The system for people to book their own COVID-19 vaccines is opening tomorrow, and will be starting with the province’s eldest seniors.

Saskatchewan’s booking website will open at 8 AM on March 11th and start booking appointments for people 85 years old and up.

The site is on both desktop and mobile, and residents should have their health card ready, along with a cell phone number or email that the SHA can send notifications to when signing up.

All data sent online to the SHA will be stored safely on Canadian data servers.

Alternatively, though, people will have the option to call in if they’re not comfortable with or don’t have the technology to set it up online. The call centre will be open from 8 AM to 11 PM every day and residents can dial 1-833-SASK-VAX to speak to a representative.

This call centre will be booking appointments on the same timetable listed on the website. Family and friends who aren’t yet eligible can book on behalf of someone who is eligible, the SHA notes.

 Health Minister Paul Merriman says this process will be simple and quick to book, and in turn, will make it more efficient for them to get the vaccine to more people.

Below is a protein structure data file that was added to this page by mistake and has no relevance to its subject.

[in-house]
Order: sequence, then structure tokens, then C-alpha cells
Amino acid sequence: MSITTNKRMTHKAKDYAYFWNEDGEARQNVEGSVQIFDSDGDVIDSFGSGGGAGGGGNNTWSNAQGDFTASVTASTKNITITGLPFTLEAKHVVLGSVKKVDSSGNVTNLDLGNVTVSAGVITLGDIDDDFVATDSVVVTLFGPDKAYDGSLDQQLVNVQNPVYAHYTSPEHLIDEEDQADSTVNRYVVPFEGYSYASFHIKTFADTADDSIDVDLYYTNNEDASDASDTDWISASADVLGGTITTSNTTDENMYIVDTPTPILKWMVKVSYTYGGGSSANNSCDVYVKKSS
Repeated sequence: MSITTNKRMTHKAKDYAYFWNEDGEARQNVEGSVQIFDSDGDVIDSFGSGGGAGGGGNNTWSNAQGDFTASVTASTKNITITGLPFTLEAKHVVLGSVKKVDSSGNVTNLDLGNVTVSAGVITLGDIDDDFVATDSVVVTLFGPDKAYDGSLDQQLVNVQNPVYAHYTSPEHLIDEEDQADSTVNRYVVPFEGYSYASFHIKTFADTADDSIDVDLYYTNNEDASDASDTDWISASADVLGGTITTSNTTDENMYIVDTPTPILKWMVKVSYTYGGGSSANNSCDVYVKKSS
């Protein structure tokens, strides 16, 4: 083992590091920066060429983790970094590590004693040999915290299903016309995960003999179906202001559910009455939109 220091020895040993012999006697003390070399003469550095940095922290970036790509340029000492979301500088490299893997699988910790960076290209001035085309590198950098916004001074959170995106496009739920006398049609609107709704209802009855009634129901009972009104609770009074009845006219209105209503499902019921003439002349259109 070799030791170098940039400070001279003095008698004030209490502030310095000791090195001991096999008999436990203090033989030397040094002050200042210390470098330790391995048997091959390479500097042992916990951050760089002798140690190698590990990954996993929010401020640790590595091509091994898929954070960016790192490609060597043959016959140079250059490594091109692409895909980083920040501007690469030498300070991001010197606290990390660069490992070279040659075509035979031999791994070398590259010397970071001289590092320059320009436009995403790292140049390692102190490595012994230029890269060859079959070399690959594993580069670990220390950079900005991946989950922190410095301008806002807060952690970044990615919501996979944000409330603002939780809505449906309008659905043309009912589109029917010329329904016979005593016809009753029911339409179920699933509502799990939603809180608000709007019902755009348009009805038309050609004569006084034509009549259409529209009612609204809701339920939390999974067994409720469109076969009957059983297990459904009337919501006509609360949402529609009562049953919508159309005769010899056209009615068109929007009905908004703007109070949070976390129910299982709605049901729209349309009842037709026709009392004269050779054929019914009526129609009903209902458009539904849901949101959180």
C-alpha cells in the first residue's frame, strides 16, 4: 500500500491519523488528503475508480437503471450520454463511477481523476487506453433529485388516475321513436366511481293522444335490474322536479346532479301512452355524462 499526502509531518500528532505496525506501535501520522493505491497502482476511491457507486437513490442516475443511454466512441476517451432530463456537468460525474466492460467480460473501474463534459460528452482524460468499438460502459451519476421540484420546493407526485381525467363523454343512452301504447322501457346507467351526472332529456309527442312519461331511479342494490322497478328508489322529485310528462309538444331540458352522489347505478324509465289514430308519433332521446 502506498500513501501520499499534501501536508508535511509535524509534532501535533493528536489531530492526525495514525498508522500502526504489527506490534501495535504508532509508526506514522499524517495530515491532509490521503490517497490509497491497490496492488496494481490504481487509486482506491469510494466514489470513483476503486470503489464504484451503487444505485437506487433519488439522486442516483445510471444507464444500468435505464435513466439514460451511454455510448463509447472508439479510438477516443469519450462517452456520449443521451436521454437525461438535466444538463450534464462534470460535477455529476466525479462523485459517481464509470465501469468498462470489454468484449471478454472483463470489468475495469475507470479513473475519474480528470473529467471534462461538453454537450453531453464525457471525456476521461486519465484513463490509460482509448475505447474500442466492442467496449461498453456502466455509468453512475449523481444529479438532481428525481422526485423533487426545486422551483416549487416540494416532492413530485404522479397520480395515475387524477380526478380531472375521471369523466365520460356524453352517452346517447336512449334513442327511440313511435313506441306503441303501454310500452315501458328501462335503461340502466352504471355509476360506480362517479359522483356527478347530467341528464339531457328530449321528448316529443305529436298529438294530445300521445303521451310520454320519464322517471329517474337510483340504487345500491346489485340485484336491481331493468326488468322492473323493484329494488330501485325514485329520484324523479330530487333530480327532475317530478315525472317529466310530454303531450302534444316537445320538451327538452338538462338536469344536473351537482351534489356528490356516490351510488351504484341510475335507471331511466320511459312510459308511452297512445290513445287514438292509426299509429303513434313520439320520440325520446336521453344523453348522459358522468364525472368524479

SHA CEO Scott Livingstone adds that this system is something they could use in the future, post-pandemic, to create more seamless access to medical services for Saskatchewan residents.

Due to vaccine supply, the site will be booking first doses only and not all locations for Phase Two will be ready yet, and some places may have fewer availabilities.

Phone calls for vaccine availability to be phased out, people told not to try to “jump the queue.”

The Province and SHA also announced they will be phasing out the SHA directly calling residents to let them know a vaccine appointment is available for them. Instead, when a new age group is ready to be vaccinated, it will be listed on the booking site.

The SHA says it’s critical that people not try to book an appointment, especially over the phone, if they’re not eligible so that they don’t put a strain on systems set up for vaccination. This could cause eligible people to have to wait longer to get vaccinated.

The website is also set up to verify a person’s eligibility when they sign up, and if they are not at the time, they’ll be asked to return when they are. Identification will be needed when someone gets to their shot, to make sure it’s the same person.

Anyone caught trying to use false information to “jump the queue” will face a penalty, perhaps even criminal investigation, the Government notes.